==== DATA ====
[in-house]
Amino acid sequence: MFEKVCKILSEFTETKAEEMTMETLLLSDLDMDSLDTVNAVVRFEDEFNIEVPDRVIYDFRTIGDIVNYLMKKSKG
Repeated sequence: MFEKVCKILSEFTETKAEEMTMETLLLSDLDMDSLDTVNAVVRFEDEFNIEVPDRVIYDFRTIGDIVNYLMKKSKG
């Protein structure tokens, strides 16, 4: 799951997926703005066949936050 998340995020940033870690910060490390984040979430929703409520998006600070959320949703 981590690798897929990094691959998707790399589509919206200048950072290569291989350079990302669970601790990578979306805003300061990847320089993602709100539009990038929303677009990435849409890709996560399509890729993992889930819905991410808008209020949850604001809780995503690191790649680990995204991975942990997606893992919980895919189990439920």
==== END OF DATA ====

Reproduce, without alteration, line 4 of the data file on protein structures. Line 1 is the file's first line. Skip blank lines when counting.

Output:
């Protein structure tokens, strides 16, 4: 799951997926703005066949936050 998340995020940033870690910060490390984040979430929703409520998006600070959320949703 981590690798897929990094691959998707790399589509919206200048950072290569291989350079990302669970601790990578979306805003300061990847320089993602709100539009990038929303677009990435849409890709996560399509890729993992889930819905991410808008209020949850604001809780995503690191790649680990995204991975942990997606893992919980895919189990439920």